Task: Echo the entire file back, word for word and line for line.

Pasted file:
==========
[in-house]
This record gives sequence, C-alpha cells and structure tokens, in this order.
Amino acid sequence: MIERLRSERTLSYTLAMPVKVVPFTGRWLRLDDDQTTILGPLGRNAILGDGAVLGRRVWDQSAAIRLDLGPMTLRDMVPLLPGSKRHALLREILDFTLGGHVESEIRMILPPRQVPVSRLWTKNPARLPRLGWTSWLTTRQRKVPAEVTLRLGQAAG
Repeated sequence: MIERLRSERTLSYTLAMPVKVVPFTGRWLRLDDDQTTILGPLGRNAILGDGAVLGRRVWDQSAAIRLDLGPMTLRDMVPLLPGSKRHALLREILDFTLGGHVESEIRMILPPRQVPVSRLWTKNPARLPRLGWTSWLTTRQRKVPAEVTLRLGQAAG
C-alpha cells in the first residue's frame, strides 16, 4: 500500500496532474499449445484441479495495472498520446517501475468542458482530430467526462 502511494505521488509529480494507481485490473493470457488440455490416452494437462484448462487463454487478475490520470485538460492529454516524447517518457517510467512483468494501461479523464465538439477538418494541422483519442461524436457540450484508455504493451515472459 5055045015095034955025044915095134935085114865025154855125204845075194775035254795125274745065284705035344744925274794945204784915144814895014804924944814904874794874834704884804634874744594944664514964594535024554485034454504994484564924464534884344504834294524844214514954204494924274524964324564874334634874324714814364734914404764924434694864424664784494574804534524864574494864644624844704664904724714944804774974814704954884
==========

[in-house]
This record gives sequence, C-alpha cells and structure tokens, in this order.
Amino acid sequence: MIERLRSERTLSYTLAMPVKVVPFTGRWLRLDDDQTTILGPLGRNAILGDGAVLGRRVWDQSAAIRLDLGPMTLRDMVPLLPGSKRHALLREILDFTLGGHVESEIRMILPPRQVPVSRLWTKNPARLPRLGWTSWLTTRQRKVPAEVTLRLGQAAG
Repeated sequence: MIERLRSERTLSYTLAMPVKVVPFTGRWLRLDDDQTTILGPLGRNAILGDGAVLGRRVWDQSAAIRLDLGPMTLRDMVPLLPGSKRHALLREILDFTLGGHVESEIRMILPPRQVPVSRLWTKNPARLPRLGWTSWLTTRQRKVPAEVTLRLGQAAG
C-alpha cells in the first residue's frame, strides 16, 4: 500500500496532474499449445484441479495495472498520446517501475468542458482530430467526462 502511494505521488509529480494507481485490473493470457488440455490416452494437462484448462487463454487478475490520470485538460492529454516524447517518457517510467512483468494501461479523464465538439477538418494541422483519442461524436457540450484508455504493451515472459 5055045015095034955025044915095134935085114865025154855125204845075194775035254795125274745065284705035344744925274794945204784915144814895014804924944814904874794874834704884804634874744594944664514964594535024554485034454504994484564924464534884344504834294524844214514954204494924274524964324564874334634874324714814364734914404764924434694864424664784494574804534524864574494864644624844704664904724714944804774974814704954884